PARISHIONERS are returning to Queensland churches in the flesh, and at St Brigid’s Church, Red Hill, there was no better day to celebrate that than the Solemnity of the Most Holy Body and Blood of Christ (Corpus Christi) last Sunday.
About 50 people gathered after Corpus Christi Mass, suitably distanced, to be present with Missionary Congregation of the Blessed Sacrament Father Rony Chacko who celebrated Mass.
St Brigid’s Church, part of Jubilee parish, was using an online booking system, Eventbrite, to manage the restrictions on numbers in each of its six churches.
Parishes across Brisbane were starting to open their doors to more people as coronavirus restrictions continued to ease.
Queensland Premier Annastacia Palaszczuk announced that up to 100 people could attend funerals across the state from June 16.
This number was the same for parishes operating under either the COVID-19 Safe Plan for Parish Communities or the Industry COVID Safe Plan for Places of Worship in Queensland.
Funeral mourners would still need to follow usual hygiene and social distancing procedures.
The next of kin also must keep a record of attendees for 56 days, in case it was needed for contact tracing. The 100 attendees rule applied only to funerals, it did not apply to wake – wakes were considered a gathering and were to follow relevant venue requirements.
Deputy Premier and Minister for Health and Ambulance Services Steven Miles said he hoped the lifting the maximum number from 50 to 100, in effect from June 16, would “provide some level of comfort for people in mourning”.
“This has been an incredibly tough time for everyone, let alone those grieving the loss of a loved one,” Mr Miles said.
“This latest easing of restrictions is yet another indication of how well Queenslanders have responded to our directions and advice.”
Queensland’s chief health officer Dr Jeannette Young said limiting attendances at funerals was the most difficult direction she had to impose.
“There have been occasions where I have had to decline exemptions because of the COVID-19 risk,” Dr Young said.
“These are tough, heart-wrenching decisions to make but they’ve unfortunately been necessary to prevent transmission of this disease, particularly among gatherings that include a lot of vulnerable people.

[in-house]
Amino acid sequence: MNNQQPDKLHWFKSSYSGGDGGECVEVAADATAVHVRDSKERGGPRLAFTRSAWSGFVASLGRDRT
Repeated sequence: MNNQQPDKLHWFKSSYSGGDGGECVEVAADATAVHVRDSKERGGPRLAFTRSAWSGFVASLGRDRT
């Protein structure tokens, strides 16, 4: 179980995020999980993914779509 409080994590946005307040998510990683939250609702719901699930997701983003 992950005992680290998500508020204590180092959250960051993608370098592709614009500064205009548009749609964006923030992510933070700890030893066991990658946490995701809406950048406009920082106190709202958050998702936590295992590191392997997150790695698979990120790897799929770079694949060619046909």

“I’m relieved that we have contained COVID-19 to the point where we can begin lifting limitations on important events like funerals.”
Dr Young said funeral organisers needed to keep a record of attendees for eight weeks in case contact tracing was necessary at a later date.
Weddings remained capped at 20 guests because they could be postponed unlike funerals.
But as COVID-19 cases in Australia dwindle, elsewhere in the world death tolls continue to climb.
The United States’ death toll hit more than 118,00 people last week – surpassing the total number of US military deaths from the First World War.
At time of writing, the total number of global cases sat at more than eight million.
Pope Francis continued to offer Masses via livestream for an end to the pandemic and said the pandemic had revealed poverty Catholics could not ignore.
“The Word of God allows for no complacency; it constantly impels us to acts of love,” Pope Francis wrote in his message for World Day of the Poor 2020, which was released on June 13.
“This pandemic arrived suddenly and caught us unprepared, sparking a powerful sense of bewilderment and helplessness.
“This has made us all the more aware of the presence of the poor in our midst and their need for help.”
Pope Francis said that “time devoted to prayer can never become an alibi for neglecting our neighbour in need”.
“Prayer to God and solidarity with the poor and suffering are inseparable,” he said.
The economic toll of the pandemic was being felt across the world.
In Brazil, COVID-19 cases had reached more than 891,000 and it had impacted child labour exploitation.
Children were being “forced into jobs that are inappropriate for their age, so as to help their own families who are in conditions of extreme poverty”, Pope Francis said.
“Many cases are forms of slavery and confinement, resulting in physical and psychological suffering,” he said.
“We are all responsible for this.
“I appeal that every effort be made on the part of institutions to protect minors, by filling the economic and social gaps that underlie the distorted dynamic in which they are unfortunately involved.
“Children are the future of the human family: all of us are expected to promote their growth, health and tranquillity.”